President Biden is enjoying what looks like an enduring bump in approval polls, a shift that is linked to a number of factors that could help Democrats in the midterm elections.
Here’s what’s behind it:
Biden and his party’s ultra-narrow congressional majorities have notched a series of legislative successes over the past 18 months. First, there was the American Rescue Plan that pumped nearly $2 trillion into the economy to fight the effects of the COVID-19 pandemic. Then, there was the massive infrastructure bill last fall.
But it was the Inflation Reduction Act that Biden signed last month that has appeared to do the most for the president’s recent political comeback.
The law includes some of Biden and his party’s biggest policy priorities. It marks the United States’s largest-ever investment in the fight against climate change and raises taxes on corporations and wealthy investors. It also takes steps to reduce health care costs by extending federal health-insurance subsidies and allowing the government to negotiate prescription drug prices for seniors on Medicare.
Of course, the law has been targeted relentlessly by Republicans, who claim that it will raise taxes on Americans and worsen already-high inflation. Still, Democrats see the law as a lifeline heading into the midterms — one that shows the party’s voters that Democrats can deliver on their campaign promises.
“Things are a lot different today,” said Antjuan Seawright, a Democratic strategist and senior adviser to the Democratic Congressional Campaign Committee (DCCC). “You need to look at the fact that, not only is the president’s legislative agenda very popular, but much of it has been delivered.”
Gas prices rose dramatically throughout 2021 and the first half of 2022, putting a strain on Americans’ pocketbooks and, consequently, on Biden’s approval numbers. The cost of fuel peaked in mid-June at more than $5 per gallon, according to AAA.
But drivers are breathing a little easier nowadays. As of Monday, the national average for a gallon of gasoline sits at just shy of $3.68 — down from about $3.72 a week ago and nearly $3.92 a month ago.
That’s still higher than it was at this time last year — about $0.48 cents higher. Still, it’s trending in the right direction, helping Biden’s approval rating claw its way back from the depths it reached over the summer.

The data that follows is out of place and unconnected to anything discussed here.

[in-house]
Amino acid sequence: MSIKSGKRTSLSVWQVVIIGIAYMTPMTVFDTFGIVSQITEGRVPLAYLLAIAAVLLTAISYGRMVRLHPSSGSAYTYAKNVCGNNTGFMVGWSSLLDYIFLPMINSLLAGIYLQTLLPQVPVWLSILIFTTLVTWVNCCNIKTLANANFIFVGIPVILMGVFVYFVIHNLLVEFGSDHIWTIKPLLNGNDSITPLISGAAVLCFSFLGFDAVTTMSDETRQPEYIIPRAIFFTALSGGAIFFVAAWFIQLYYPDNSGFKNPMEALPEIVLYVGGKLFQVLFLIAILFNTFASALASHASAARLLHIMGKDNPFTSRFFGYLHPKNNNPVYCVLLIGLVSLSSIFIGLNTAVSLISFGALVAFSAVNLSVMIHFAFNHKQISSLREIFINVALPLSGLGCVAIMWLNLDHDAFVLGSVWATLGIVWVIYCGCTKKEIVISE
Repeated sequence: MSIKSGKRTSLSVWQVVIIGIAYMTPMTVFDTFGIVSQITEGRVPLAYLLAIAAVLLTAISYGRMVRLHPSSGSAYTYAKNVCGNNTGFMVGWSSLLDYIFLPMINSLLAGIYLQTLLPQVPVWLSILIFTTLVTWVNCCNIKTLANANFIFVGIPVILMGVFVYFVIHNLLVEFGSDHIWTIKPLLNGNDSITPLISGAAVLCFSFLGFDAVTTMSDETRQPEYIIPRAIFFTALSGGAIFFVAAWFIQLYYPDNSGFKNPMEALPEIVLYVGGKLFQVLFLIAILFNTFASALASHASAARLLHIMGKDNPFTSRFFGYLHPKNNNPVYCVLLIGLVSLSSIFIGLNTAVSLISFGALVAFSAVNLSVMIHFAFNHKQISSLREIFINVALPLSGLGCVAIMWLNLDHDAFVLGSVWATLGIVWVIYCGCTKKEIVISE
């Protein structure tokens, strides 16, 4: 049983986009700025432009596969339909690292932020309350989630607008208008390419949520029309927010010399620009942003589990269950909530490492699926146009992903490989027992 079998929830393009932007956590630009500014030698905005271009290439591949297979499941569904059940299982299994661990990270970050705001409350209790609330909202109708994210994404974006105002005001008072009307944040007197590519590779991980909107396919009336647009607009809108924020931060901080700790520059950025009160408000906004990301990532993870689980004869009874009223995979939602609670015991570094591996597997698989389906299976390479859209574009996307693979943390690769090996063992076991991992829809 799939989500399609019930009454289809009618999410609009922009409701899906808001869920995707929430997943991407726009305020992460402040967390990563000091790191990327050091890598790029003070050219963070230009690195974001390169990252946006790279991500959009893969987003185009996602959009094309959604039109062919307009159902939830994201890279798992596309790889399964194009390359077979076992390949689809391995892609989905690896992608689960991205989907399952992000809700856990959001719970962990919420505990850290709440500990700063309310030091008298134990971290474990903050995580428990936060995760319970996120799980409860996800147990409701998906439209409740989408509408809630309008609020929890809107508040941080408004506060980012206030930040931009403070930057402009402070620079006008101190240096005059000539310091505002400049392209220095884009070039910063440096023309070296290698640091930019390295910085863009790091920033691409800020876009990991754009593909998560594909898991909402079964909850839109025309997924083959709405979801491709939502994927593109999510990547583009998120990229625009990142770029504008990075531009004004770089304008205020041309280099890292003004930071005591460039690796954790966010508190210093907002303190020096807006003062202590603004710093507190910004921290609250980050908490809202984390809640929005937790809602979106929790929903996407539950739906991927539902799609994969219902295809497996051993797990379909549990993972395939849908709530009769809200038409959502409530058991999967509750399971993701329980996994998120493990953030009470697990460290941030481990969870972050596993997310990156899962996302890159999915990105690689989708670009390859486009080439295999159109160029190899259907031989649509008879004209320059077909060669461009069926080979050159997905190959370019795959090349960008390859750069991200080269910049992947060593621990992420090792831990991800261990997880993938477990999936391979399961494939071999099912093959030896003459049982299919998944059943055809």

Gas prices usually rise and fall with the cost of oil, meaning the president can only do so much to influence those prices. At the same time, U.S. oil production hasn’t fully hit pre-pandemic levels.
In March, Biden announced a plan to release 1 million barrels per day over six months from the country’s Strategic Petroleum Reserve in an effort to bring down rising gas prices. And while there may be longer-term questions about what will happen when those releases end, the easing fuel prices have taken some political pressure off of Biden for now.
Former President Trump never really disappeared from the public eye; since leaving the White House last year, he’s issued endorsement after endorsement in GOP primary contests, held rallies for his preferred candidates and continued to publicly push his false claim that the 2020 election was stolen from him.
But he’s reemerged as a headline-grabbing figure in recent months, especially as investigations into a wide range of alleged wrongdoing have ramped up.
The most high-profile probe of the former president’s conduct broke out into the open last month when the FBI searched his private Palm Beach, Fla., residence as part of an investigation into his handling of classified documents. But he’s also facing legal jeopardy in Georgia, where a special grand jury is investigating whether Trump and his allies sought to overturn his 2020 election defeat in the state.
Biden, meanwhile, has stepped up his criticism of Trump once again, casting him and his political movement as a threat to American democracy. An NBC News poll released on Sunday found Trump’s favorability rating sinking to one of the lowest points of his post-presidency.
While midterm elections tend to focus more on the current president and his party, Trump has proven to be an effective foil for Democrats in the past, and his recent tendency to grab headlines has helped reignite the energy that juiced support for Biden in 2020.
“Forget that he’s not the president anymore,” one Republican strategist said. “I think a lot of people are being reminded of Trump now, and it makes Biden look better in comparison.”
Biden and his party have also seen a boost in the polls amid an effort to rally Americans against Republican efforts to curb abortion rights following the Supreme Court’s decision in June to overturn Roe v. Wade.
The political impact of the decision has already been made clear: Kansas voters quashed a proposed amendment that would have stripped abortion protections from the state constitution, Democrats overperformed in a handful of hotly contested special elections, and polling shows the issue of reproductive rights taking on heightened importance in the midterm elections.
Poll after poll has made clear the support for abortion rights. A New York Times-Siena College Poll survey last week found that 62 percent of registered voters believe that abortion should remain legal, at least in most circumstances.
And it’s not just Democratic voters. Sixty-five percent of independents said that abortion should remain legal in most cases.
Consequently, Biden has ridden the same wave as other Democrats in the post-Roe political environment. In July, he signed an executive order that seeks to protect access to abortion medication and emergency contraception. He has also vowed to veto any legislative attempt to ban abortions nationwide.